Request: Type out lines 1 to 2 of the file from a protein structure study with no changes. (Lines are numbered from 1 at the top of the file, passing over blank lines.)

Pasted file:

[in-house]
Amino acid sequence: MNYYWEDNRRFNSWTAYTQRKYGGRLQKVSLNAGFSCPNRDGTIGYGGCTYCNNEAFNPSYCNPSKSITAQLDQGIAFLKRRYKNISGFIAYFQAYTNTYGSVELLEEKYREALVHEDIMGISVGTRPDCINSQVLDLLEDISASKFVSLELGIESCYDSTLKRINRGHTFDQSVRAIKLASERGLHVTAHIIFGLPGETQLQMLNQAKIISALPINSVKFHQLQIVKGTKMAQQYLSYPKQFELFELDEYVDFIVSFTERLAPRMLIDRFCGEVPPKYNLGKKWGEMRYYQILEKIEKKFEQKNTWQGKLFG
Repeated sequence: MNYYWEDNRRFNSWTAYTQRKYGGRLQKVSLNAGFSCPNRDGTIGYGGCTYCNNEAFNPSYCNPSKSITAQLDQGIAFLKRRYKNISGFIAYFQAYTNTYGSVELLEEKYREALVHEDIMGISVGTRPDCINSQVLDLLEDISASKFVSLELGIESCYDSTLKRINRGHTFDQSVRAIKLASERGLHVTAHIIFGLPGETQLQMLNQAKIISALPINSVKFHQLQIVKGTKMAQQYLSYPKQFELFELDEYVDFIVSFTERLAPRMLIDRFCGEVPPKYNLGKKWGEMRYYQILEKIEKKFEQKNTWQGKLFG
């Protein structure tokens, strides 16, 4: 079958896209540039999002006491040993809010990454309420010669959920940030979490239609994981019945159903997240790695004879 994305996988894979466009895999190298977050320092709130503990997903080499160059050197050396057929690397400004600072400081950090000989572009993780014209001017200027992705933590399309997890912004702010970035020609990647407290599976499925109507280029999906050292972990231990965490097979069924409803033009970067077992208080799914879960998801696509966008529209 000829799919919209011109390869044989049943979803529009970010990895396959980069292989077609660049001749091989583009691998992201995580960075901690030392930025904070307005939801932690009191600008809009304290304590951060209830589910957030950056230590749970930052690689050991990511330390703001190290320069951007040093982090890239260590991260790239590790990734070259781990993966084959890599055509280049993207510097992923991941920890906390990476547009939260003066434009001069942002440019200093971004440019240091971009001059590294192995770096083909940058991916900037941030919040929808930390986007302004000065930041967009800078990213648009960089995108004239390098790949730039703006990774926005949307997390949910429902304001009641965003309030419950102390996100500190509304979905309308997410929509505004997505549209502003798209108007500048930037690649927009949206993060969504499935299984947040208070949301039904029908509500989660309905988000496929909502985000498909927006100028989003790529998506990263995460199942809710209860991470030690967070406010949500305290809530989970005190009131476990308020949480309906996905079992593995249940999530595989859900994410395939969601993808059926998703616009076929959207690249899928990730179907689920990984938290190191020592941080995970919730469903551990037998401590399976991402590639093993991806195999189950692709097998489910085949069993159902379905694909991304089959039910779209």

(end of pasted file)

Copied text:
[in-house]
Amino acid sequence: MNYYWEDNRRFNSWTAYTQRKYGGRLQKVSLNAGFSCPNRDGTIGYGGCTYCNNEAFNPSYCNPSKSITAQLDQGIAFLKRRYKNISGFIAYFQAYTNTYGSVELLEEKYREALVHEDIMGISVGTRPDCINSQVLDLLEDISASKFVSLELGIESCYDSTLKRINRGHTFDQSVRAIKLASERGLHVTAHIIFGLPGETQLQMLNQAKIISALPINSVKFHQLQIVKGTKMAQQYLSYPKQFELFELDEYVDFIVSFTERLAPRMLIDRFCGEVPPKYNLGKKWGEMRYYQILEKIEKKFEQKNTWQGKLFG